Salmon Bakes

John and Clara Jensen at a Salmon Bake
John and Clara Jensen at a Salmon Bake
Abbi Wonacott provided this about the early Salmon bakes. This is an excerpt from her book, Firm Foundation.
One event the Indians and settlers enjoyed together were salmon bakes. Late in June, as the Chinook salmon was starting their run, the Barrs would invite many from all around to partake in a salmon bake. On the banks of the Nisqually, near the mouth of the Ohop Creek, was a beach perfect for picnicking. The Indians provided the salmon and the settlers brought the rest.
Matteus Kjelstad described the first one he remembers:
 On the early morning of the day set, three young Indians took their canoes upstream about two miles with a hundred yard net.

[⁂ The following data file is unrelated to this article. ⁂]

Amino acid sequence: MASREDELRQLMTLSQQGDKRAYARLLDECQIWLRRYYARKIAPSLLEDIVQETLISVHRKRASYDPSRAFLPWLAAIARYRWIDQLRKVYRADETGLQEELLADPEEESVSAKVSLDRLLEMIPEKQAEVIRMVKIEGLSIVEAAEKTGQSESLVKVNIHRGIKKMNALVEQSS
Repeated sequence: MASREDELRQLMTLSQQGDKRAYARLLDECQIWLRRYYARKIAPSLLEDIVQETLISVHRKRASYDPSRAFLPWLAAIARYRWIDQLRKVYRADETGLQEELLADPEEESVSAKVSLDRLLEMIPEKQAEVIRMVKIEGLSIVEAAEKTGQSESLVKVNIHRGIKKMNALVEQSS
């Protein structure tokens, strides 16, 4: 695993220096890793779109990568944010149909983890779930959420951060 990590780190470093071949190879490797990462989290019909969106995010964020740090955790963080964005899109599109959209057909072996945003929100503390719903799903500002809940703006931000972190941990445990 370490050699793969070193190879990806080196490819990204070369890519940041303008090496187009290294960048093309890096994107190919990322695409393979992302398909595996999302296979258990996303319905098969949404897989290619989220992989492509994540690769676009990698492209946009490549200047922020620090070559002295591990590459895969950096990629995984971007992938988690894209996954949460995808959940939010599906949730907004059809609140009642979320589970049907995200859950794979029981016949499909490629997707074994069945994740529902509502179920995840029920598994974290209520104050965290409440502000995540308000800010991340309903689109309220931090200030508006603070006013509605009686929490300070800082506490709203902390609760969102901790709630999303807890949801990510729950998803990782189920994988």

Barr Salmon Bake
Barr Salmon Bake

They string the net across the river in places where there were no obstructions and let it drift downstream until it had to be pulled because of river obstructions.  It was then unloaded of fish and the same process repeated at the next open place in the river.

When they arrived at the picnic site, they had about 15 shiny Chinook salmon in the canoe. By this time Jim Barr had prepared a bed of hot coals made by burning alder wood. The Indian women cleaned the salmon and prepared them for barbecuing.

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